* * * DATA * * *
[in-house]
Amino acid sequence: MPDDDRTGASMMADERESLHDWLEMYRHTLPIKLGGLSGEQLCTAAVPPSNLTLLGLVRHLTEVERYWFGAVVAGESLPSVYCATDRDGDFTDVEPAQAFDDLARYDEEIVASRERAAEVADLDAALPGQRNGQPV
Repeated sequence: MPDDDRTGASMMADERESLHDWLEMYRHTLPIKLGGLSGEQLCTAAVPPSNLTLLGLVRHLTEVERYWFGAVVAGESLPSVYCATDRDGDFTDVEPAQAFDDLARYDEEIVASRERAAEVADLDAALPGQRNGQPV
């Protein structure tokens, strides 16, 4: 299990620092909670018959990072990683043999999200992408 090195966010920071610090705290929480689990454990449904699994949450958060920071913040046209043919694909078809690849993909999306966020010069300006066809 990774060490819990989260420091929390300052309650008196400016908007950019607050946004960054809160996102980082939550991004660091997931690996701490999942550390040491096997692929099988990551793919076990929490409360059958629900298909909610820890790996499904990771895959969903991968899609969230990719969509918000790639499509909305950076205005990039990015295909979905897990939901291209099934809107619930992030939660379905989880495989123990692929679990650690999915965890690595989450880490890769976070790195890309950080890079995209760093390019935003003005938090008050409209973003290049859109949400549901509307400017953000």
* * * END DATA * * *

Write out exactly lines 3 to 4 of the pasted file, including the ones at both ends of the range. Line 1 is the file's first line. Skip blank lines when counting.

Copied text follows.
Repeated sequence: MPDDDRTGASMMADERESLHDWLEMYRHTLPIKLGGLSGEQLCTAAVPPSNLTLLGLVRHLTEVERYWFGAVVAGESLPSVYCATDRDGDFTDVEPAQAFDDLARYDEEIVASRERAAEVADLDAALPGQRNGQPV
């Protein structure tokens, strides 16, 4: 299990620092909670018959990072990683043999999200992408 090195966010920071610090705290929480689990454990449904699994949450958060920071913040046209043919694909078809690849993909999306966020010069300006066809 990774060490819990989260420091929390300052309650008196400016908007950019607050946004960054809160996102980082939550991004660091997931690996701490999942550390040491096997692929099988990551793919076990929490409360059958629900298909909610820890790996499904990771895959969903991968899609969230990719969509918000790639499509909305950076205005990039990015295909979905897990939901291209099934809107619930992030939660379905989880495989123990692929679990650690999915965890690595989450880490890769976070790195890309950080890079995209760093390019935003003005938090008050409209973003290049859109949400549901509307400017953000």